Others, however, favored playing hardball. “Let’s make Asheville an unpleasant and unfriendly environment for those who break our laws,” urged Kathy Lack, president of The Action Club, the local Republican organization responsible for the “Had Enough?” campaign. “If enough cities turn them away, they will be forced to return home and apply for legal citizenship.”
But just when it seemed Council was about to vote, Robin Cape raised an objection. Although the proposed resolution drew on one approved by the National League of Cities in July, Cape said Mumpower’s version did not address one of its key aspects. Besides talking about enforcement, she said, the league’s statement also focuses on programs to help illegal immigrants already in the U.S. obtain citizenship.
Mumpower agreed with Cape’s assessment but said he would not support adding such language.
Newman made the required motion, however, Cape seconded it, and the amendment passed quickly on a 6-1 vote.
But such a hot-button topic would not be so easily put to rest. Freeborn scolded Mumpower, City Council’s lone Republican, and his entire party for using the immigration issue to create partisan division. “For six years, the Republicans have been in control of this issue, and they have done nothing,” Freeborn seethed. “They are rolling this out to pit citizen against citizen in an election year.”
Mumpower countered that he isn’t running for office. “I simply think the situation has gotten out of control,” he said.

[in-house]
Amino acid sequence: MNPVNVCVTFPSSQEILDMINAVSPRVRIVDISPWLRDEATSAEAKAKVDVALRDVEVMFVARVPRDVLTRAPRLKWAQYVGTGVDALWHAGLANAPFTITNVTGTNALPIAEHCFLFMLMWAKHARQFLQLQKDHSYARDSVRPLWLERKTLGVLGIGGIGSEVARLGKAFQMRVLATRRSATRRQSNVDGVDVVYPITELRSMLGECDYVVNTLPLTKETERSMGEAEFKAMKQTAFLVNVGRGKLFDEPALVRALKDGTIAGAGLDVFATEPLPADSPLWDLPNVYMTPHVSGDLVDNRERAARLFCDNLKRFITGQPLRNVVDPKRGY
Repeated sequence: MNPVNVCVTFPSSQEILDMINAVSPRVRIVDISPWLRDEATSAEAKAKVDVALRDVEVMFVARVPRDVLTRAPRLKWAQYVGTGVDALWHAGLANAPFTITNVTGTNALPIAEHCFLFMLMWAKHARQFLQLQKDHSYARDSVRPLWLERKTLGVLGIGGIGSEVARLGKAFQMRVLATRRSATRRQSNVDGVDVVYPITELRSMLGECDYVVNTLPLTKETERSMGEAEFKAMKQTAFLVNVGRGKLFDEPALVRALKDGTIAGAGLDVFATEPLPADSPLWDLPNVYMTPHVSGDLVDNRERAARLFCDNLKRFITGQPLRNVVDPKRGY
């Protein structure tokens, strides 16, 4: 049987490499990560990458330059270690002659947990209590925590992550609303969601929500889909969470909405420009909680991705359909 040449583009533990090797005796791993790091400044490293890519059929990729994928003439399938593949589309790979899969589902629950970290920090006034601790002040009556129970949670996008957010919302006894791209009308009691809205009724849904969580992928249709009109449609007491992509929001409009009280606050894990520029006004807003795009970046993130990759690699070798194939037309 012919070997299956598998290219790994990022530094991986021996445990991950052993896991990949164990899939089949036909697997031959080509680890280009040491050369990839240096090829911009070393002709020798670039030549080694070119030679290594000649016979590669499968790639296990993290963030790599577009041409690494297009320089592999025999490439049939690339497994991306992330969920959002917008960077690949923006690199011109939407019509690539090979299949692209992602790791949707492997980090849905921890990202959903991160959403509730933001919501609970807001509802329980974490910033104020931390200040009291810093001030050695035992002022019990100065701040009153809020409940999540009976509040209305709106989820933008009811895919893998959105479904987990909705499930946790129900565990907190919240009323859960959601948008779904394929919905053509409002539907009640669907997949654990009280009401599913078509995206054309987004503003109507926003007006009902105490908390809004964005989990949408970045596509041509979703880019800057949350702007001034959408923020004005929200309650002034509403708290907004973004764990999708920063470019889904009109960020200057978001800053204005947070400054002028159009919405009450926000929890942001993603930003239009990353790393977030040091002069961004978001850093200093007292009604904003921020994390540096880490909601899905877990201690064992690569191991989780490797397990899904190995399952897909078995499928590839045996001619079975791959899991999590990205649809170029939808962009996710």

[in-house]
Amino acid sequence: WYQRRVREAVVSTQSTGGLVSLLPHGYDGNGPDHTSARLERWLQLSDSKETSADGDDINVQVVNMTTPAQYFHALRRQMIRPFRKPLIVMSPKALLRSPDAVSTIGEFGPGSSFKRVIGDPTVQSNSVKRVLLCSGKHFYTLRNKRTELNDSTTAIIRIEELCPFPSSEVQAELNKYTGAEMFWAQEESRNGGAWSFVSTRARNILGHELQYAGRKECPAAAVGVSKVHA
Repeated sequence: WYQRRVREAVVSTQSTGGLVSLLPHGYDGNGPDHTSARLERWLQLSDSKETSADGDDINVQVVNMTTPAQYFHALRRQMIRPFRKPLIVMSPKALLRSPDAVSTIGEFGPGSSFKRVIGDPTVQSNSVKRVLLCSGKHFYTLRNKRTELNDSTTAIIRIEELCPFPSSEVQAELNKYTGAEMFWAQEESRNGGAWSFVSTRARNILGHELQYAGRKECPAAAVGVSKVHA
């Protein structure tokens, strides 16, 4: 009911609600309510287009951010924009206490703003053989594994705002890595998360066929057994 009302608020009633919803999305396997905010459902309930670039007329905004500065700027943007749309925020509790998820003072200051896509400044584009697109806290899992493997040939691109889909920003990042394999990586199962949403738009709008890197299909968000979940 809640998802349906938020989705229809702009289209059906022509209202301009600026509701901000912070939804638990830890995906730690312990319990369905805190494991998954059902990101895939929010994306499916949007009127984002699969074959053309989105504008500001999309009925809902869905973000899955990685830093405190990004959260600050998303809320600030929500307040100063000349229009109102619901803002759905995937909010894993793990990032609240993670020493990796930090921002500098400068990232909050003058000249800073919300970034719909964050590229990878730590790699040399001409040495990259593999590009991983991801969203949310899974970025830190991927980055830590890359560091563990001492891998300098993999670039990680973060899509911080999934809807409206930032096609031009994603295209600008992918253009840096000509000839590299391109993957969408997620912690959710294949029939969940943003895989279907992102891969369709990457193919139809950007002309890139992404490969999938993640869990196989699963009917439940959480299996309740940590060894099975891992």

The fix is on?
Noting that the city could identify the Asheville Civic Center’s most immediate needs without outside help, Council members vetoed paying a consultant $20,000 to analyze the options for repairing or replacing the 32-year-old facility and the associated costs.
The proposal called for hiring Conventional Wisdom, headed by Ian Vingoe, who in 2001 produced the Heery Report, which covered similar ground. But the prospect of yet another Civic Center report and the obvious need for some immediate repairs led City Council to take a different tack.
“We know we need a roof, and we’ve made that step already or are in the process of making [it],” noted Council member Jan Davis, who chairs the Civic Center Task Force. “There’s been a lot of public feedback [on the proposed report]. It’s $20,000, but I think it might be the straw” that breaks the camel’s back.
Others on Council readily agreed. “I think we know what needs to be done,” said Newman, noting the possibility of private support for some of the more ambitious plans that have been discussed, such as a separate performing-arts center.
The current facility, agreed Freeborn, “is viable. It isn’t broken; it just needs some housecleaning.”
The real problem, said Mumpower, is money. And the options for addressing that are limited, due to inaction by state legislators on the city’s requests for a funding mechanism such as a tax on hotel rooms and restaurant meals.
Meanwhile, things appear to be looking up for the Civic Center. Since the departure of sports teams from the facility, noted Civic Center Commission member Bill Lack, other bookings have picked up dramatically. Without those extensive, fixed schedules competing for space, the facility is able to schedule more acts that draw larger crowds.
City staff will consult with Civic Center officials and report back to Council with a plan for making the most urgently needed repairs.
Leaks and cracks aside, Davis emphasized the Civic Center’s need for a new image. “The biggest problem it has is its stigma,” he asserted. “We have to change the image … of that place.”